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Haslam's view: should we accept gifts from patients?

Gifts from patients can cause all manner of problems.

They are usually really well meant, offered in genuine gratitude, and carry wrapping paper but no ulterior motive, but nevertheless they can tie us up in knots. Should we accept? What precedent does this set? Do they leave us in some way indebted to the patient? Is it simply safer to decline politely?

One of the first presents I ever received from a patient was one of the most generous, most well meant, most inappropriate, and most bizarre of my career. I was working in a mental health unit and we had a number of patients who were inpatients for a very long time. This particular patient was very prim, very quietly spoken, and initially very depressed. After much counselling, high doses of medication and even a course of ECT she made a quite remarkable recovery.

On the day she was due to be discharged she asked to see me and matron. We met her in matron's office. She told us how grateful she was for our care, and that she would like to give us something.

I remember her exact words. ‘I know it used to be traditional for a grateful patient to give some produce from their work. Well, I'm not a farmer or a gardener so I have no produce, but I hope you will accept these.'

And she passed us each a year's free pass to the cinema where she was a manager with a wish that we would have the time to be able to use it. Matron spluttered. Despite a lifetime working in psychiatry she was even primmer than the patient, and she read the pass before I did. It turned out that our patient was the manager of a pornographic cinema club – a club whose next showing was (and I wish I was making this up) a production with the unforgettable title of Danish Dentist on the Job.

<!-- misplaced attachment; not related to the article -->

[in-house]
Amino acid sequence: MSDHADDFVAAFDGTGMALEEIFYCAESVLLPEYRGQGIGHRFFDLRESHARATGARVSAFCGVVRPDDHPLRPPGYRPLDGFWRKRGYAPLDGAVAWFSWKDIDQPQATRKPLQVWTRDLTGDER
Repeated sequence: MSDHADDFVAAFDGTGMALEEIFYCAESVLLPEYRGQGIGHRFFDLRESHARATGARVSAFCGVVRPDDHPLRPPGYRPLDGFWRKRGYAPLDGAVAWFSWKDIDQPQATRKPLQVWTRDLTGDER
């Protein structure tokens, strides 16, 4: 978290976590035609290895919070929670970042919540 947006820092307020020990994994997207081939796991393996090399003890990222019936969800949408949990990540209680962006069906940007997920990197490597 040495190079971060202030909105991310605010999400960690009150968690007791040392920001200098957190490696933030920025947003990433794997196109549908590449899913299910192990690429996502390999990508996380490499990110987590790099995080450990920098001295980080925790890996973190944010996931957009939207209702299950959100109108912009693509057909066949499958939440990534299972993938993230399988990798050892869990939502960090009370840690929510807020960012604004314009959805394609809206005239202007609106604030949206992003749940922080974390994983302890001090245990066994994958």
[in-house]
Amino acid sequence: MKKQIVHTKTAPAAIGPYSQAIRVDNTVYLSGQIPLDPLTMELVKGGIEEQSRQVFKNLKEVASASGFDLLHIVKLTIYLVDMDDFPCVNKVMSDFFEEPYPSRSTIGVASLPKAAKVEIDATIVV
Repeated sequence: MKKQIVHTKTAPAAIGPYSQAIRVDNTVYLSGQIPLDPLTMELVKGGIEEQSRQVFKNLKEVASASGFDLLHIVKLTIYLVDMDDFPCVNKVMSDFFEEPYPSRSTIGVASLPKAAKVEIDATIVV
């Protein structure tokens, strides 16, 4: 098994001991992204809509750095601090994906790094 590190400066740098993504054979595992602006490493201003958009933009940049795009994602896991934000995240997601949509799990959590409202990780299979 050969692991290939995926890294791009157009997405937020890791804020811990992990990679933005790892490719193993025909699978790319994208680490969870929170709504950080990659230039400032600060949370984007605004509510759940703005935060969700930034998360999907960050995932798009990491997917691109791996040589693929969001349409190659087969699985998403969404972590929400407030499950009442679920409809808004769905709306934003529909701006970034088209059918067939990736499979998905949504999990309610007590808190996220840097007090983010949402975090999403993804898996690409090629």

Obviously I never used the ticket. I rather doubt that matron did either. But the way in which it was handed over made me very aware that it was meant with genuine kindness. She had nothing else she could give.

And then there were the bird prints. When I first started work in general practice our premises were shockingly poor. My consultation room had numerous cracks and holes in the plaster. As we were shortly due to move out into a new health centre I patched them up in the easiest way I could, by simply sticking a series of prints of birds over the damaged patches of plaster. It wasn't that I was a bird enthusiast. It was simply that a drug company was using bird prints to advertise one of their products and they kept turning up in the post.

And so a grateful patient, noticed these, concluded that birds were a major passion of mine, and for Christmas that first year presented me with a beautiful book on British Bird Life. I was deeply touched, and thanked her effusively. The result – for the next seven or eight years I got a bird book every Christmas.

It was certainly very generous, but there was no way I could ever let on.

And the same went for the weekly jar of kipper paté that I was given throughout almost the whole of my trainee year. If only I had said that I didn't like kipper paté, my wife and I would have been spared all those jars. But I had said that I was grateful – for the simple reason that I was grateful. For the thought. Just not for the paté.

It's not that I'm ungrateful. It really isn't. You see what I mean about gifts causing dilemmas. But there are many worse dilemmas to have, aren't there?

I was deeply touched...it was certainly very generous, but there was no way I could ever let on

Author

Professor David Haslam CBE
FRCGP
GP, Ramsey, Cambridgeshire; President, Royal College of General Practitioners; national clinical adviser to the Healthcare Commission; and Visiting Professor at de Montfort University, Leicester

Haslam's view

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